Transceiver enclosures

Transceiver enclosure

It has been a while since I finished the transceiver modules, and now I'd like to show some pictures of the process I used to put them into enclosures. I had some of these cast aluminum enclosures lying around, so they were pressed into service. They're a little on the heavy side, as the completed weight is around half a pound, but it's well within the carrying capacity of my Kadet. Before diving into the process of cutting the holes, I want to show some images of the transceiver board with the RFI fence installation process.

Cutting copper sheet

For use on the spectrum analyzer project, I found some sheet copper at the craft store. I think it was for etching, but I'm not totally sure, and I chose the thickest gauge they had. So far, the best way I've found to cut it is using an exact-o knife and a straight edge. I tried scissors, but it didn't really work.

RFI Fence

Once I had a strip of copper cut, I cut openings for the power and control traces and soldered it onto the PCB. I also soldered it onto the SMA connector. Once all that was finished, I soldered on a lid. Lots of solder flux helps here.

Once the board was prepared, both by soldering on a fence and replacing the pin header with a right-angle one, I began to prepare the enclosure. I was intending to drill a hole for the SMA connector, then cut a hole for the digital connection. The SMA connector hole was trivial to make, though the connector on the board was a little short. I ended up having to use an O-Ring from the hardware store (look in the plumbing section) to hold it in. When an antenna or cable is screwed on the O-Ring compresses, having the nice side-effect of sealing it.

DB-9 template

For the digital connection, I decided on using a DB-9 connector. I figured it was a prolific connector, so I should have lots of connectors laying around. But, that didn't turn out to be as helpful as I had hoped. To create nice holes for the DB-9 connectors I decided that I could use an old PCI bracket as a template. I lined the bracket up against the side of the enclosure and traced it. On the black box, I traced it using a knife, and on the grey box I used sharpie.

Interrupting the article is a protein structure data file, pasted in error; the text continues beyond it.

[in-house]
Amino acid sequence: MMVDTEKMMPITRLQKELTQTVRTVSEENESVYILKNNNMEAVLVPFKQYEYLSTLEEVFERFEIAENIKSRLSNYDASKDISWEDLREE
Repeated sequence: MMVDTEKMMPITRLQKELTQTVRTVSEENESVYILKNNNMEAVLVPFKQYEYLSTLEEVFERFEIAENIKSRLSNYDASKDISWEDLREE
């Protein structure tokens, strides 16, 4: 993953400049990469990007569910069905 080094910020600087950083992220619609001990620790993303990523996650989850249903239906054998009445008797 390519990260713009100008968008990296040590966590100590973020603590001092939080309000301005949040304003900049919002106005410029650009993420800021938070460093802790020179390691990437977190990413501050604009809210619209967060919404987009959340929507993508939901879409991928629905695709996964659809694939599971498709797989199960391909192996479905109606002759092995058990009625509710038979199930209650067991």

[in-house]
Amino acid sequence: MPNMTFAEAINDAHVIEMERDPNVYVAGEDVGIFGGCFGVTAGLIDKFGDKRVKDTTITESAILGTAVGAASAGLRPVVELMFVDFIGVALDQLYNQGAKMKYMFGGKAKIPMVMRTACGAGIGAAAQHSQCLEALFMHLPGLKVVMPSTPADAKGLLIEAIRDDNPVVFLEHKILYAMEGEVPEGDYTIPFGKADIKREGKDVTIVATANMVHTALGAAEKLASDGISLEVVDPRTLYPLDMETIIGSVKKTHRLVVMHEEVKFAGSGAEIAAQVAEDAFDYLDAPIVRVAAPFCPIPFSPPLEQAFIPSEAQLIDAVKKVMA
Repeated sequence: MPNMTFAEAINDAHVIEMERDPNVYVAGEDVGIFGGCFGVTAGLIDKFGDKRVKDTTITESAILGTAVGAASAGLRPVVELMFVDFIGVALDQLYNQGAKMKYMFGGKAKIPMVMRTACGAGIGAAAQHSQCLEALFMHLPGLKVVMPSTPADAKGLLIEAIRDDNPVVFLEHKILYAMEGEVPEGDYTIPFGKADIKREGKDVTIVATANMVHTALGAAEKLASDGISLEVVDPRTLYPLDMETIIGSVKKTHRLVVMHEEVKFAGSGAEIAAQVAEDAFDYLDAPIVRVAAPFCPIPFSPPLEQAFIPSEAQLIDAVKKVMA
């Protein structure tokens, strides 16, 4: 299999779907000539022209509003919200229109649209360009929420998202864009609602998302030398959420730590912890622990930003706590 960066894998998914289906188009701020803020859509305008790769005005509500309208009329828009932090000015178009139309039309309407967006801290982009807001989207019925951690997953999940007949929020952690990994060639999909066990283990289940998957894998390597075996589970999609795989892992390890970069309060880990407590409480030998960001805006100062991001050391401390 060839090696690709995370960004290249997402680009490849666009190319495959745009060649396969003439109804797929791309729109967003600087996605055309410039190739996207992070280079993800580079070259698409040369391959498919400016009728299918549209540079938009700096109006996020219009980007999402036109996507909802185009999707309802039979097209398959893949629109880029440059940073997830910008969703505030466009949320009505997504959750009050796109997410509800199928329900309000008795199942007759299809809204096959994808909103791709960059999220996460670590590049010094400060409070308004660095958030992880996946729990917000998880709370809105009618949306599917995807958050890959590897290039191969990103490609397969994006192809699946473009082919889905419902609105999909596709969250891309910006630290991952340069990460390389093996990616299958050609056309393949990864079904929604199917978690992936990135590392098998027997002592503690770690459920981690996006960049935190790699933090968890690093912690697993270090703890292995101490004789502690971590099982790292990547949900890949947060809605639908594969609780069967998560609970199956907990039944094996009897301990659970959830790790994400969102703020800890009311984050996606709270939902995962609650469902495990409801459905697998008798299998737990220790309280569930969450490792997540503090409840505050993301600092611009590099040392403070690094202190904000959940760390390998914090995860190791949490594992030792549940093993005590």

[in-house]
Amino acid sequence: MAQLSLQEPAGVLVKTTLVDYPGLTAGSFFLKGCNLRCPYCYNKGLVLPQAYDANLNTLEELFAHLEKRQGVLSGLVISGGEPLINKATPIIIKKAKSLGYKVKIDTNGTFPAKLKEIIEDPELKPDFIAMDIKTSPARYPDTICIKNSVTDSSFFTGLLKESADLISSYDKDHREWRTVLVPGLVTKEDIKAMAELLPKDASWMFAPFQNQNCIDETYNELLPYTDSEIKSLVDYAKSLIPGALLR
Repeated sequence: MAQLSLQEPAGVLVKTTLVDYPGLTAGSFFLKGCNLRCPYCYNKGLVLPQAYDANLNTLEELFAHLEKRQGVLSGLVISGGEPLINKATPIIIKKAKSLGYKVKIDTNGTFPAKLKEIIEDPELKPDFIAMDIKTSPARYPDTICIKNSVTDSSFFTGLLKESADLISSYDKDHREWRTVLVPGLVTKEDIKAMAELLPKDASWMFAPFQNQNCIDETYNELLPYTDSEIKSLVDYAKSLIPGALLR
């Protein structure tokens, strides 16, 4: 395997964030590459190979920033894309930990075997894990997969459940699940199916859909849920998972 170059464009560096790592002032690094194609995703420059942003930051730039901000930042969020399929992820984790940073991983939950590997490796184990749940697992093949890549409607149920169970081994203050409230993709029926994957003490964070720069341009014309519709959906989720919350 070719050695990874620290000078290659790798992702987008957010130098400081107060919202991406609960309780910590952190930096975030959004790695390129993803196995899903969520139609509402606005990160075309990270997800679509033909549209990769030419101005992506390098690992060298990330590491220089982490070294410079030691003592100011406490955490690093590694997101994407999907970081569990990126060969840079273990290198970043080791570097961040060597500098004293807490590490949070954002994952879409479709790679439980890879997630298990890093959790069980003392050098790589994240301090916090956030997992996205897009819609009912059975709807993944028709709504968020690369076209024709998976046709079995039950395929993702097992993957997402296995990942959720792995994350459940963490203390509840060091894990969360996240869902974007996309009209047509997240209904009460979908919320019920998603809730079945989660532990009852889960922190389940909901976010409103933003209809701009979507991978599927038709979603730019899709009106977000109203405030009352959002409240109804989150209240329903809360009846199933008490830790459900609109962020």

DB-9 template using sharpie

Once the outline was traced onto the box, I drilled holes for the retention screws. Then, I drilled out as much as I could of the trapezoid shaped interior. I mostly used the drill press, then the dremel with a router/cutter bit. I made sure to leave a margin inside the perimeter to remove with metal files. I had avoided purchasing a set of jewelers files for a while, I think I assumed that they were expensive. They're not, you should get a set.

Finished penetration

In the photo above, you can see the finished penetration for the DB-9. I beveled the inside edge to make room for the fillet on the connector that I had. The black box got a male DB-9, and the grey box got a female one. The holes need to be about the same size, as the male shroud always has to fit over the female connector body.

DB-9 connector installed

In addition to the RF and digital connectors, I needed a way to securely mount the internal circuit boards. The way I chose to do this was first to drill holes in the bottom of the box, then "countersink" some screws into it. I have countersink in quotes because I don't have a countersink bit, so I used a larger drill bit. You can see the results of this in the headline picture of this post. Though I think it looks pretty good, I still decided to buy a drill and tap set for 4-40 screws after building the black box. For the grey box, I used the tap and screwed directly into the box. This requires slightly less hardware and looks pretty good, I think.

Breadboard transceiver circuit

For whatever reason, the board I built for the black box (using some veroboard-style construction) didn't work the same as the breadboard. Because I was under time constraint (I was planning on flying one of the transceivers over the weekend). I decided to put it back on the breadboard and use it as the base-station. This version uses an FTDI cable to connect to my computer.

Flyable transceiver module

For the grey box, I used an extra ATMega48 breakout board I had. This one worked just fine in the enclosure, so I flew it. I also built a power regulation/distribution board, seen on the right of the photo.

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